2. Remaining involved in business development – If your company cannot find and acquire new customers without your help, that, too, will present a problem when you attempt to exit. Your company’s sales power cannot walk out the door when you do, otherwise the company’s value to a buyer decreases and/or the company might not survive past your exit. Just like with operations, if you are currently involved in sales, it’s probably because you are good at it and perhaps even like it. But prospects and customers must have a whole team with whom they can do business, not just you. Extracting yourself from business development, all the way from lead generation to closing the sale, is imperative to exit success.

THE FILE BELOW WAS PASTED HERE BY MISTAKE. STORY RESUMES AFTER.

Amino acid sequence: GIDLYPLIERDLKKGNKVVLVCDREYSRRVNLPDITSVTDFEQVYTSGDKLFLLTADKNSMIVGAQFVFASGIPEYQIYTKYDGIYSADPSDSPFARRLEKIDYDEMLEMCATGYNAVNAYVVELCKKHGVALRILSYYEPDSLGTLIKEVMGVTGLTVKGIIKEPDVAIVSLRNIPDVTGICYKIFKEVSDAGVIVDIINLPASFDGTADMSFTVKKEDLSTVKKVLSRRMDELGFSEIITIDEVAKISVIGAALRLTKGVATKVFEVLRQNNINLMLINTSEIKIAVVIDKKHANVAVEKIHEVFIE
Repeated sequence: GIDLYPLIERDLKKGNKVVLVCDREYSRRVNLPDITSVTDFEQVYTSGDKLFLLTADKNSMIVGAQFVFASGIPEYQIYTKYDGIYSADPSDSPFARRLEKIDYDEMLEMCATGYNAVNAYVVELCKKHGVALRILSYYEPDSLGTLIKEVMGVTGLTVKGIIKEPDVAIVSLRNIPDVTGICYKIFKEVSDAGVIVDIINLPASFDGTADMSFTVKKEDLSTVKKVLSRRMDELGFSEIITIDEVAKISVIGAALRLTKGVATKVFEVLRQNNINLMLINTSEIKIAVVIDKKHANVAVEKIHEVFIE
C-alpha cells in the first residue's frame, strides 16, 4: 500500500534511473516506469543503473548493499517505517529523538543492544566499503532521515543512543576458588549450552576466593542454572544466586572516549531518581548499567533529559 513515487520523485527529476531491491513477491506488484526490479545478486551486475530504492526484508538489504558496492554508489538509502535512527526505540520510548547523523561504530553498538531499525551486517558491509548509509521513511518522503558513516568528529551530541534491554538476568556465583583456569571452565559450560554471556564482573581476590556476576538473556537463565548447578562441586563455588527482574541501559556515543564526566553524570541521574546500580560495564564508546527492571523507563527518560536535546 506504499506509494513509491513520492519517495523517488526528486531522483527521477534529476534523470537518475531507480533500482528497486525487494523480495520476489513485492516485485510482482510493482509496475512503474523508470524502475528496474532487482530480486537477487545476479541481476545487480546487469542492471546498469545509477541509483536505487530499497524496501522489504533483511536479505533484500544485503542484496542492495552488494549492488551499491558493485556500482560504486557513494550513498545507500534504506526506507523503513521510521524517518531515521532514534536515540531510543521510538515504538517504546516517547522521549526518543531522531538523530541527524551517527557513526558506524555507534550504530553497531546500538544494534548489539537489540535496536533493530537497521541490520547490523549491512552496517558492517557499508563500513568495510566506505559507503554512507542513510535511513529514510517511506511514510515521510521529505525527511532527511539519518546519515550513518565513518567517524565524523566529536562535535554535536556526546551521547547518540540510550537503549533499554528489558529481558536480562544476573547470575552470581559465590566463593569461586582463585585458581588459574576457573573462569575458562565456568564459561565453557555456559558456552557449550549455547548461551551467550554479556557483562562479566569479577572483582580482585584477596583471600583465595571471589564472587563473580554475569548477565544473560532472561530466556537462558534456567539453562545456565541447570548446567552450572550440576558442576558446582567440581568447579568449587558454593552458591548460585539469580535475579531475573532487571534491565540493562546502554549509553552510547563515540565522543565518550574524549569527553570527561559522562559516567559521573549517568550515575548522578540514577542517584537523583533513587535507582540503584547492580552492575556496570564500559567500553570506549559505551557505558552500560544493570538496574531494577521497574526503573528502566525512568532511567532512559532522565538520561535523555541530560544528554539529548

3. Not talking about your future exit with your top employees – Many owners treat their future exit like a “dirty little secret” (as a client once called it) and feel pressured to hide it from their top employees. That’s understandable because your exit has the potential to be a “I-win-you-lose” situation – you exit happily while they struggle with career uncertainty. The conventional wisdom, therefore, is to withhold your exit from your team until the last possible moment. That approach limits honesty, feeds paranoia, and hinders building company value. The better method is to identify your trusted co-leaders, find the win-win, and engage them in the process. This restores honesty, builds trust within your team, and creates alignment with everybody working to achieve a successful exit.